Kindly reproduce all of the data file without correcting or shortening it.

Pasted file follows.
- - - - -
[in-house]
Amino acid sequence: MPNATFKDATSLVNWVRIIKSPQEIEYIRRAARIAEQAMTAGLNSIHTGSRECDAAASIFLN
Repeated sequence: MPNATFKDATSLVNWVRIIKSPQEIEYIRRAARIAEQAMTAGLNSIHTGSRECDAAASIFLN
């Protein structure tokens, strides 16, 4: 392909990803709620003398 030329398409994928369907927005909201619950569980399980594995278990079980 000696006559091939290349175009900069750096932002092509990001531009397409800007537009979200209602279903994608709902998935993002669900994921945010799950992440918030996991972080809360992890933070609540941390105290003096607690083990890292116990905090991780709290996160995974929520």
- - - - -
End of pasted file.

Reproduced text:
[in-house]
Amino acid sequence: MPNATFKDATSLVNWVRIIKSPQEIEYIRRAARIAEQAMTAGLNSIHTGSRECDAAASIFLN
Repeated sequence: MPNATFKDATSLVNWVRIIKSPQEIEYIRRAARIAEQAMTAGLNSIHTGSRECDAAASIFLN
């Protein structure tokens, strides 16, 4: 392909990803709620003398 030329398409994928369907927005909201619950569980399980594995278990079980 000696006559091939290349175009900069750096932002092509990001531009397409800007537009979200209602279903994608709902998935993002669900994921945010799950992440918030996991972080809360992890933070609540941390105290003096607690083990890292116990905090991780709290996160995974929520």